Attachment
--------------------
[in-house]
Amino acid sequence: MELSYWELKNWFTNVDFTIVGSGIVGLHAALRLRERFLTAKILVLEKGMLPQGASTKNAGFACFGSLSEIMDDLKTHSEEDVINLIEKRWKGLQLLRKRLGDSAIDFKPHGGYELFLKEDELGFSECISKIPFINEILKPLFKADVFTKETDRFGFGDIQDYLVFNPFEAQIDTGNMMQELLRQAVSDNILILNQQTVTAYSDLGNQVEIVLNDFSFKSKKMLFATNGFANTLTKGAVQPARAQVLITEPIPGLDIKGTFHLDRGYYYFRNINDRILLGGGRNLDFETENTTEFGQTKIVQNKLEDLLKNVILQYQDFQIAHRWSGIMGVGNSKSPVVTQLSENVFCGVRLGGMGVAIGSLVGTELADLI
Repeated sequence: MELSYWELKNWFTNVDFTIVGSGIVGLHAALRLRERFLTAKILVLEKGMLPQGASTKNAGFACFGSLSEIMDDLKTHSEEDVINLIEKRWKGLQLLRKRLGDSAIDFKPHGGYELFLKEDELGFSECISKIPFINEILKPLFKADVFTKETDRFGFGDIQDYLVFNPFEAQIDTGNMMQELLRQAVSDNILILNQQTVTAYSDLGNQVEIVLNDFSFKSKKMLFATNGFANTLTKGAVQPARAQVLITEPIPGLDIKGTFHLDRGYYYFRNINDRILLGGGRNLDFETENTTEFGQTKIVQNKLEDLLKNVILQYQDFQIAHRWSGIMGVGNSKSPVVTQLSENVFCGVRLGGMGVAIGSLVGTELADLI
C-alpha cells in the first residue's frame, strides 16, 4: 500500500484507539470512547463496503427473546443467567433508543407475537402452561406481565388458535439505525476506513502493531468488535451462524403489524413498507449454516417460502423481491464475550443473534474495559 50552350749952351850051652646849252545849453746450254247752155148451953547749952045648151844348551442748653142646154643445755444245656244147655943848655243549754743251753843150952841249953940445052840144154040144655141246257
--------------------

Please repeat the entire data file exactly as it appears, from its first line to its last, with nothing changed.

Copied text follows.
[in-house]
Amino acid sequence: MELSYWELKNWFTNVDFTIVGSGIVGLHAALRLRERFLTAKILVLEKGMLPQGASTKNAGFACFGSLSEIMDDLKTHSEEDVINLIEKRWKGLQLLRKRLGDSAIDFKPHGGYELFLKEDELGFSECISKIPFINEILKPLFKADVFTKETDRFGFGDIQDYLVFNPFEAQIDTGNMMQELLRQAVSDNILILNQQTVTAYSDLGNQVEIVLNDFSFKSKKMLFATNGFANTLTKGAVQPARAQVLITEPIPGLDIKGTFHLDRGYYYFRNINDRILLGGGRNLDFETENTTEFGQTKIVQNKLEDLLKNVILQYQDFQIAHRWSGIMGVGNSKSPVVTQLSENVFCGVRLGGMGVAIGSLVGTELADLI
Repeated sequence: MELSYWELKNWFTNVDFTIVGSGIVGLHAALRLRERFLTAKILVLEKGMLPQGASTKNAGFACFGSLSEIMDDLKTHSEEDVINLIEKRWKGLQLLRKRLGDSAIDFKPHGGYELFLKEDELGFSECISKIPFINEILKPLFKADVFTKETDRFGFGDIQDYLVFNPFEAQIDTGNMMQELLRQAVSDNILILNQQTVTAYSDLGNQVEIVLNDFSFKSKKMLFATNGFANTLTKGAVQPARAQVLITEPIPGLDIKGTFHLDRGYYYFRNINDRILLGGGRNLDFETENTTEFGQTKIVQNKLEDLLKNVILQYQDFQIAHRWSGIMGVGNSKSPVVTQLSENVFCGVRLGGMGVAIGSLVGTELADLI
C-alpha cells in the first residue's frame, strides 16, 4: 500500500484507539470512547463496503427473546443467567433508543407475537402452561406481565388458535439505525476506513502493531468488535451462524403489524413498507449454516417460502423481491464475550443473534474495559 50552350749952351850051652646849252545849453746450254247752155148451953547749952045648151844348551442748653142646154643445755444245656244147655943848655243549754743251753843150952841249953940445052840144154040144655141246257